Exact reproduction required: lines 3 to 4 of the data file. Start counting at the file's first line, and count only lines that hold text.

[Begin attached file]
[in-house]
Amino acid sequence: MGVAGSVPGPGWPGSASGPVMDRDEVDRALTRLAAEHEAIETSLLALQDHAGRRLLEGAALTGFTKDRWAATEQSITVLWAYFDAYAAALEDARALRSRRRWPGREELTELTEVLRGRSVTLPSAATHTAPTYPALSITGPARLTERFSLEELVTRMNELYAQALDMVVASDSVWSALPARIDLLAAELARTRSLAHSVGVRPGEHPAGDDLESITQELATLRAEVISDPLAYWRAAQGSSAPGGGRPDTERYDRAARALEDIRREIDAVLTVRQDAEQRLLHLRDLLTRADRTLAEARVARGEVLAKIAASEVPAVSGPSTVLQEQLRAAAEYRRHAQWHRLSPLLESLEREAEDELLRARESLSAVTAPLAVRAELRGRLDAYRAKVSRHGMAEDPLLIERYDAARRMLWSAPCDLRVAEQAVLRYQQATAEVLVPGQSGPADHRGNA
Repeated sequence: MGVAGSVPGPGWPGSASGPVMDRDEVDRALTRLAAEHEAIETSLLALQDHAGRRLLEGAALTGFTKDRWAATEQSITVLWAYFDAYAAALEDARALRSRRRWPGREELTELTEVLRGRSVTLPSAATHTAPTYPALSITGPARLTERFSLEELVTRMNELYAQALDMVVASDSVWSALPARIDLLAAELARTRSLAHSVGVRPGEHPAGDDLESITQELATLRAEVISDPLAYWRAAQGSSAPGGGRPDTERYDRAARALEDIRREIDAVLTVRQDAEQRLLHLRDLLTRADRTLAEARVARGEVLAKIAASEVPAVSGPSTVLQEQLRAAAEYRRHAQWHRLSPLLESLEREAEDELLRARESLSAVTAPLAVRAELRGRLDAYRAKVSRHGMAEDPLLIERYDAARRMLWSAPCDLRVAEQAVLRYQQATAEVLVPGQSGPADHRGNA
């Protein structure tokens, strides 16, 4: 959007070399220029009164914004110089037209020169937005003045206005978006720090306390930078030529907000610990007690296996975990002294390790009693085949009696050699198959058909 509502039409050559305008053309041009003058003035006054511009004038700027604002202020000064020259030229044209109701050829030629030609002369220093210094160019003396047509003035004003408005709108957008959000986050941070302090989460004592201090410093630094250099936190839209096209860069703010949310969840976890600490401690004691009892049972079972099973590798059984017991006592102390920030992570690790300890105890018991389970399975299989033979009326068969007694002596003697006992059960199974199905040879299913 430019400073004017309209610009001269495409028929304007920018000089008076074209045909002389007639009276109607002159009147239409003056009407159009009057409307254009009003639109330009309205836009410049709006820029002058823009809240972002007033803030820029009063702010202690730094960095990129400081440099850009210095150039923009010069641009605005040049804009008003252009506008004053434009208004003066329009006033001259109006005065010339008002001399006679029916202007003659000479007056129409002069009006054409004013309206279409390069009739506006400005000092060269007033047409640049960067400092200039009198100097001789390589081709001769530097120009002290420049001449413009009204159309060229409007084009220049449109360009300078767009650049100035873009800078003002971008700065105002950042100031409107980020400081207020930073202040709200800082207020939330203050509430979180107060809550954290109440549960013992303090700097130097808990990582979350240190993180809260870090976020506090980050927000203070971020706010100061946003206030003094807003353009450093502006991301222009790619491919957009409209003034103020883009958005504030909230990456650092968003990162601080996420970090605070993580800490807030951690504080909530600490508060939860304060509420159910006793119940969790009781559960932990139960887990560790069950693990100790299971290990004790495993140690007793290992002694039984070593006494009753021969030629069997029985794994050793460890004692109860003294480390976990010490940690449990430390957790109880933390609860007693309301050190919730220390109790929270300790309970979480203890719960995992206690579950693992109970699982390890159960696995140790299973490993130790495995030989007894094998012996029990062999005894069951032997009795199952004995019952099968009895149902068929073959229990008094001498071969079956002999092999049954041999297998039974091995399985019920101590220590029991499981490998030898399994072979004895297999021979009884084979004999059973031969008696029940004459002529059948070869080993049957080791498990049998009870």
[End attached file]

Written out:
Repeated sequence: MGVAGSVPGPGWPGSASGPVMDRDEVDRALTRLAAEHEAIETSLLALQDHAGRRLLEGAALTGFTKDRWAATEQSITVLWAYFDAYAAALEDARALRSRRRWPGREELTELTEVLRGRSVTLPSAATHTAPTYPALSITGPARLTERFSLEELVTRMNELYAQALDMVVASDSVWSALPARIDLLAAELARTRSLAHSVGVRPGEHPAGDDLESITQELATLRAEVISDPLAYWRAAQGSSAPGGGRPDTERYDRAARALEDIRREIDAVLTVRQDAEQRLLHLRDLLTRADRTLAEARVARGEVLAKIAASEVPAVSGPSTVLQEQLRAAAEYRRHAQWHRLSPLLESLEREAEDELLRARESLSAVTAPLAVRAELRGRLDAYRAKVSRHGMAEDPLLIERYDAARRMLWSAPCDLRVAEQAVLRYQQATAEVLVPGQSGPADHRGNA
């Protein structure tokens, strides 16, 4: 959007070399220029009164914004110089037209020169937005003045206005978006720090306390930078030529907000610990007690296996975990002294390790009693085949009696050699198959058909 509502039409050559305008053309041009003058003035006054511009004038700027604002202020000064020259030229044209109701050829030629030609002369220093210094160019003396047509003035004003408005709108957008959000986050941070302090989460004592201090410093630094250099936190839209096209860069703010949310969840976890600490401690004691009892049972079972099973590798059984017991006592102390920030992570690790300890105890018991389970399975299989033979009326068969007694002596003697006992059960199974199905040879299913 430019400073004017309209610009001269495409028929304007920018000089008076074209045909002389007639009276109607002159009147239409003056009407159009009057409307254009009003639109330009309205836009410049709006820029002058823009809240972002007033803030820029009063702010202690730094960095990129400081440099850009210095150039923009010069641009605005040049804009008003252009506008004053434009208004003066329009006033001259109006005065010339008002001399006679029916202007003659000479007056129409002069009006054409004013309206279409390069009739506006400005000092060269007033047409640049960067400092200039009198100097001789390589081709001769530097120009002290420049001449413009009204159309060229409007084009220049449109360009300078767009650049100035873009800078003002971008700065105002950042100031409107980020400081207020930073202040709200800082207020939330203050509430979180107060809550954290109440549960013992303090700097130097808990990582979350240190993180809260870090976020506090980050927000203070971020706010100061946003206030003094807003353009450093502006991301222009790619491919957009409209003034103020883009958005504030909230990456650092968003990162601080996420970090605070993580800490807030951690504080909530600490508060939860304060509420159910006793119940969790009781559960932990139960887990560790069950693990100790299971290990004790495993140690007793290992002694039984070593006494009753021969030629069997029985794994050793460890004692109860003294480390976990010490940690449990430390957790109880933390609860007693309301050190919730220390109790929270300790309970979480203890719960995992206690579950693992109970699982390890159960696995140790299973490993130790495995030989007894094998012996029990062999005894069951032997009795199952004995019952099968009895149902068929073959229990008094001498071969079956002999092999049954041999297998039974091995399985019920101590220590029991499981490998030898399994072979004895297999021979009884084979004999059973031969008696029940004459002529059948070869080993049957080791498990049998009870």